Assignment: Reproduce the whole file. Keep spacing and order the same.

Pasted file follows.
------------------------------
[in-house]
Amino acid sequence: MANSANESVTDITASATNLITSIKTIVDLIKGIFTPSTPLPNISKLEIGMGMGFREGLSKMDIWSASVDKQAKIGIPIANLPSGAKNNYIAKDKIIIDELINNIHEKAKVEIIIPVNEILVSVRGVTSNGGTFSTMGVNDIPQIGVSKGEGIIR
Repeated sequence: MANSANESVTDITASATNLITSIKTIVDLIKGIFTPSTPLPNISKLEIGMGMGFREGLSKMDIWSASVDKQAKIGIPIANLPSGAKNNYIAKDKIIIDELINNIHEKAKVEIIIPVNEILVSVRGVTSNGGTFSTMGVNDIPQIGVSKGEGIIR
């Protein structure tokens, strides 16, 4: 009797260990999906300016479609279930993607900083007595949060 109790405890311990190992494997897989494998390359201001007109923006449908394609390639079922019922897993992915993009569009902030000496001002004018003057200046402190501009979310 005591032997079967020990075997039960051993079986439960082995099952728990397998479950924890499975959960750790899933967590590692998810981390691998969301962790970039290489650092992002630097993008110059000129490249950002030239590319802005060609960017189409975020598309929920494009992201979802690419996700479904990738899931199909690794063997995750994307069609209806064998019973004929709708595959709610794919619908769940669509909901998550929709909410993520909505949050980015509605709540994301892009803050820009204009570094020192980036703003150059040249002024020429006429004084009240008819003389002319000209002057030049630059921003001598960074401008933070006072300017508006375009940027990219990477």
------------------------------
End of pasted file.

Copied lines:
[in-house]
Amino acid sequence: MANSANESVTDITASATNLITSIKTIVDLIKGIFTPSTPLPNISKLEIGMGMGFREGLSKMDIWSASVDKQAKIGIPIANLPSGAKNNYIAKDKIIIDELINNIHEKAKVEIIIPVNEILVSVRGVTSNGGTFSTMGVNDIPQIGVSKGEGIIR
Repeated sequence: MANSANESVTDITASATNLITSIKTIVDLIKGIFTPSTPLPNISKLEIGMGMGFREGLSKMDIWSASVDKQAKIGIPIANLPSGAKNNYIAKDKIIIDELINNIHEKAKVEIIIPVNEILVSVRGVTSNGGTFSTMGVNDIPQIGVSKGEGIIR
């Protein structure tokens, strides 16, 4: 009797260990999906300016479609279930993607900083007595949060 109790405890311990190992494997897989494998390359201001007109923006449908394609390639079922019922897993992915993009569009902030000496001002004018003057200046402190501009979310 005591032997079967020990075997039960051993079986439960082995099952728990397998479950924890499975959960750790899933967590590692998810981390691998969301962790970039290489650092992002630097993008110059000129490249950002030239590319802005060609960017189409975020598309929920494009992201979802690419996700479904990738899931199909690794063997995750994307069609209806064998019973004929709708595959709610794919619908769940669509909901998550929709909410993520909505949050980015509605709540994301892009803050820009204009570094020192980036703003150059040249002024020429006429004084009240008819003389002319000209002057030049630059921003001598960074401008933070006072300017508006375009940027990219990477």